Essays. They’re all about the numbers, right? Get that word count and you’re free. What would you do to get rid of an all-nighter, just before the assignment is due in? Perhaps I can interest you in a few other methods…
1) Even paced
Deadlines are all different. You may have a week, a fortnight, a month, even the entire term before a piece of work is due in. Let’s say you have a couple of weeks from start to finish for a 2,000 word essay. You would need to write fewer than 150 words a day in order to get to the 2k mark.
Okay, you’ll need to leave time to edit and add more when you need to delete some of the less convincing stuff, but you only need to up your game to 200 words a day and you’ll have several days left to play with.
Quick first draft
This method isn’t given anything like the amount of love it should. When you’re set an assignment, it’s worth writing down what you can from the outset. You may get stuck at 100 words or you may cruise toward the limit. Whatever happens, you’ve started. Work from that place and it’s suddenly less daunting.
3) Outline in advance
It’s easy to lose track of all your amazing ideas. Start with a plan of what you want to say and the important points you need to get down in your essay.
Your plan can change later. The main reason for the outline is to give you a clear structure to work with. You won’t be left flapping about at the last minute, desperate to remember all the thoughts you had buzzing around your head when you were first given the assignment.
When it seems clear in your head, get those ideas down on paper so you don’t forget later.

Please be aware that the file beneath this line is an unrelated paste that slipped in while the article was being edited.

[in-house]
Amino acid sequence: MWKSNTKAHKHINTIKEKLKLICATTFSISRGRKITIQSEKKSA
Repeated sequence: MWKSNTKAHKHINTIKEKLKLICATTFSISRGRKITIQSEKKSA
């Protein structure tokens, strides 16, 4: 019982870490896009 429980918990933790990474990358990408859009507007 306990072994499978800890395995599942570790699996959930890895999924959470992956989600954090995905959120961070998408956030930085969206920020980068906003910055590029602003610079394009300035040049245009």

Gone are the days when you needed a dedicated dictaphone for a quick voice note. Now your phone will record stuff admirably (unless you’re producing broadcast stuff, of course).
Do you express yourself better when spoken out loud? Then start recording your voice! Speak your essay’s first draft and jot it down later. Even better, dictate it to a voice recognition tool that can print the text up on screen for you.
Whatever you can manage, chatter away about the topic and get that essay going now.
5) Quote first
I’ve never been a big fan of this one, but it might help you. When you’re stuck for ideas, grab some books on the subject you’re writing about and find some juicy quotations to work around. Let the work of others inspire you.
I’m not that keen on this approach because it may set you down a false trail or lead you to take on someone else’s ideas, rather than allowing you to form your own conclusions. There are dangers associated with this method.
Nevertheless, finding some great leads to use in an essay can be a step closer than simply doing some research before you get started. The very fact that you have some choice quotes typed up can form as a way to get words on the screen, stopping the scary blank white page. You may also stumble upon a theme or outline emerging from what you’ve found.
This article was first published on The University Blog